Dubai: It’s your salary, but your spouse keeps it, or he or she controls your ATM card. Is it a form of economic abuse?
Well, in the eyes of a lawmaker in the Philippines, it could be. He has proposed to expand an existing domestic violence law to “protect husbands” from financial abuse.
Representative Fidel Nograles filed House Bill No. 4888 that aims to amend the Violence Against Women and Their Children Law of 2004 and expand its protection coverage to include husbands and other members of the community and their partners.
The bill also proposes to penalise spouses or partners who “control the victim’s own money or property.” A “classic example” of this, he said, is seizing a partner’s ATM card and all salaries and “then depriving him or her of the choice how to spend the money”.
While it may be good to expand the coverage of the state’s protection against abuse, this section of the house bill has irked many in the UAE.
Dubai residents react
Dante Delizo, 61, a structural engineer based in Dubai, questions the need for such a law. Delizo has never kept his ATM card and has always entrusted his salary to his wife for the past 37 years.
“Giving your salary to your wife and allowing her full control to manage it should not be made a crime,” Delizo, who came to Dubai in 1985, told Gulf News.
“I make a living for our family and my wife is the household manager. Because of our arrangement, we were able to raise two daughters. One is a doctor now in the Philippines while the other is an architect here in Dubai.”
Delizo also credits his wife for their financial standing now.
“We have been fortunate to make wise investments because of my wife’s diligence with our—not just my—finances. If it were up to me, I guess I’d have nothing to show for my hard work of nearly four decades here in Dubai and would just be left with a pile of receipts. So no, it is not a form of economic abuse.”
Bill is an intrusion
Art and Rachel Salinel-Los Banos, who both work in the media industry in Dubai and are active leaders in the Filipino community, said this is a matter between husband and wife that the state does not have to meddle with.
“The proposed legislation is an intrusion of private lives. Before a man and woman get married in the Catholic Church, they undergo a marriage preparation course where they discuss personal ‘hot spot’ issues such as in-laws, careers and finances. In our case we also had a couple engagement session where we discussed our expectations and plans,” Art, who has been married to Rachel for 23 years, said.
“It is really between married couples on how they live their lives and no amount of government interference can dictate how couples run their relationships.”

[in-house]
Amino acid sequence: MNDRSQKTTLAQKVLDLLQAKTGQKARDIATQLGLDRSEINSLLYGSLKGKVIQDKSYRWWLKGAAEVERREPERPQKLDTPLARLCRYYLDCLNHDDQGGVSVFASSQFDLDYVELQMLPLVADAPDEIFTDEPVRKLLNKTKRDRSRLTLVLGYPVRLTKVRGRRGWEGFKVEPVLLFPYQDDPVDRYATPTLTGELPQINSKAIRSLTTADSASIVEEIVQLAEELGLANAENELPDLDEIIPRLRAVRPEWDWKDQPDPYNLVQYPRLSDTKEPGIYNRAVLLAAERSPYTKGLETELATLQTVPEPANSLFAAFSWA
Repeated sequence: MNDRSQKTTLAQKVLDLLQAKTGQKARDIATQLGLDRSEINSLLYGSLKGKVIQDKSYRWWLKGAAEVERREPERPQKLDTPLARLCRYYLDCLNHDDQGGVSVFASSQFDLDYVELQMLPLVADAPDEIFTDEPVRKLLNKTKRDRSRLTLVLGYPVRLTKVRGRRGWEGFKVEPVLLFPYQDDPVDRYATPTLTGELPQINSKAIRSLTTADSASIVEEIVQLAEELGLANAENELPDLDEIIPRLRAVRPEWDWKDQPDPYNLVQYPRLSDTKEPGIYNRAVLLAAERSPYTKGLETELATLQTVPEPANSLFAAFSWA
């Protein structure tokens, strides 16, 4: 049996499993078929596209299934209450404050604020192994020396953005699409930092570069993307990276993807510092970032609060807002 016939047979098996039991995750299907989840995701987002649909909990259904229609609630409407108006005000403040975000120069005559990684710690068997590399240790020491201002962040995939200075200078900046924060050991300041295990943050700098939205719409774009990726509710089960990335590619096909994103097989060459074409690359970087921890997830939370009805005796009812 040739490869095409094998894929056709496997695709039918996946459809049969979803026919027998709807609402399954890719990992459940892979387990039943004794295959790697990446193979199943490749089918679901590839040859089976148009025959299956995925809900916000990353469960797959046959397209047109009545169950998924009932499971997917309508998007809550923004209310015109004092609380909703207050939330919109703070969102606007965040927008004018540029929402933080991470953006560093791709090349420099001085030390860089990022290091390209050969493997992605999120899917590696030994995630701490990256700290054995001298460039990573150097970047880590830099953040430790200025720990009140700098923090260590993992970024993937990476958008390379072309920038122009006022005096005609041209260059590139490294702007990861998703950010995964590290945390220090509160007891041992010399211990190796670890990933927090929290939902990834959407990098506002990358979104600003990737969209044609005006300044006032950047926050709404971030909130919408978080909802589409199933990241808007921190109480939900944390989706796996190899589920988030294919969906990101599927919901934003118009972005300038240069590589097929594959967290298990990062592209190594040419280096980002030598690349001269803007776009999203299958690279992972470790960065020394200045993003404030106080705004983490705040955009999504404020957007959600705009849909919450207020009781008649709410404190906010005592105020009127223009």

For Rachel, it is not about who is keeping what.
“It is not a matter of turning over the ATM card to the wife. It is how the couple should respect the use of it. Being married involves trust, caring and loving for each other including managing how their money should be spent,” said Rachel, a veteran broadcast journalist.
“My husband’s ATM card is with him and I keep a record of his spending as well as mine to keep track of our finances and obligations. There are times he hands over his ATM card to me to purchase things we need at home or for myself.”
Melanie Robles, who works in the audio visual industry in Dubai, said she never keeps her husband’s ATM but he transfers his salary to her according to their agreed budget every month.
“It’s all based on the mutual understanding of the couple. What works for us may not work for you. So it’s a personal matter that does not need to be discussed publicly. If both agree on how to spend their money—it’s conjugal property—why will there be a problem?” the mother of two said.
For photographer Dennis Mallari, he does not agree that the spouse should keep the ATM card. But he said this law could well be to the advantage of many seafarers who don’t get to access their money, especially if the spouse who handles the account lacks financial discipline.
Financial Adviser Susan Francisco said with or without the bill, a couple must agree about how they spend their money. It will all depend on their faith and arrangement as a couple.
Some 94 per cent of couples with “great” marriages discuss their money dreams together, based on a 2017 study by Ramsey Solutions of 1,000 couples in the US.
Francisco said based on her interaction with her clients, those who pool their resources as one and spend as one are generally able to do better in life.
Her top three tips:
1. Budget together. Couples should do their budgets together so they know how much comes in, how much is saved and invested, and how much goes out.
2. Bank accounts can be joint. While the couple has separate current accounts, they can have one joint savings account so they can meet in the middle always.
3. Be transparent. Between the two of you, the one who is more financially disciplined should handle the finances. But both should have access to the account.